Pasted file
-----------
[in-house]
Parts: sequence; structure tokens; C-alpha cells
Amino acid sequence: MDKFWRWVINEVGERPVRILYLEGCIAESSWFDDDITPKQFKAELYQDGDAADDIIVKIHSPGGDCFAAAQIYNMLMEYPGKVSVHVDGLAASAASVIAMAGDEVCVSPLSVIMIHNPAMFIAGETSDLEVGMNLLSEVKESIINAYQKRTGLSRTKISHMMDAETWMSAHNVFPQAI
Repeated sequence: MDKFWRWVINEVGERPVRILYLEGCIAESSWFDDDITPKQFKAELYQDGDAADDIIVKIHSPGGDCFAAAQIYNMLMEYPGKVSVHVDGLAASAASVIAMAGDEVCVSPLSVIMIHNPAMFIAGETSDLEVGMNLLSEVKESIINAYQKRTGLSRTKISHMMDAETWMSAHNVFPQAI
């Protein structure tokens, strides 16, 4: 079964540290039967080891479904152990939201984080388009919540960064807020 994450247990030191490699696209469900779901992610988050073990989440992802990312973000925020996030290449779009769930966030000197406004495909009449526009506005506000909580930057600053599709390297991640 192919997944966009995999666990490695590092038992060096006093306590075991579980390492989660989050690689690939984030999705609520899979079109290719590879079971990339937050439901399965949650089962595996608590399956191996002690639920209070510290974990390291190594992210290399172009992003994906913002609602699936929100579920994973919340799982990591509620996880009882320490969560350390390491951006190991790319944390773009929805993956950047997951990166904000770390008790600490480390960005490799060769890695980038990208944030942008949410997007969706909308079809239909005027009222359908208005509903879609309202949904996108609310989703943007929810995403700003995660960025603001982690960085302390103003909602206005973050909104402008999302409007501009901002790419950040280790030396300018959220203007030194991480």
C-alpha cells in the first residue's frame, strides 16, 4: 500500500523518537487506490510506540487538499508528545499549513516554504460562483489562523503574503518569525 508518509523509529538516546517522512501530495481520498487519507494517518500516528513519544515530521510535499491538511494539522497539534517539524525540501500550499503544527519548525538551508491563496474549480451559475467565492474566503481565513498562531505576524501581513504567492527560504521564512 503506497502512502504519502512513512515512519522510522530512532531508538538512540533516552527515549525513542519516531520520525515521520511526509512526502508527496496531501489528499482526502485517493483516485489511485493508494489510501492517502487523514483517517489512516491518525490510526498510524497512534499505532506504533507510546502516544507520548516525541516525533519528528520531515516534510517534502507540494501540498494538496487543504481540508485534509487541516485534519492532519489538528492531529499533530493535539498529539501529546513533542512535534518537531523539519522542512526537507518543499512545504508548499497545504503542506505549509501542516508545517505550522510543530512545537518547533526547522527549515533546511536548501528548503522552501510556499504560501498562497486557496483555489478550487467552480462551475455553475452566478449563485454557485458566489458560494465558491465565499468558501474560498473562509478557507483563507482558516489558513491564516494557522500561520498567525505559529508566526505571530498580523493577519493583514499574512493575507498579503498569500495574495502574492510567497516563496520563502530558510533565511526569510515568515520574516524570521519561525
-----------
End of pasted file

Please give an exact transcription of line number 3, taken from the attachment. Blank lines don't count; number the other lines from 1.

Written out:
Amino acid sequence: MDKFWRWVINEVGERPVRILYLEGCIAESSWFDDDITPKQFKAELYQDGDAADDIIVKIHSPGGDCFAAAQIYNMLMEYPGKVSVHVDGLAASAASVIAMAGDEVCVSPLSVIMIHNPAMFIAGETSDLEVGMNLLSEVKESIINAYQKRTGLSRTKISHMMDAETWMSAHNVFPQAI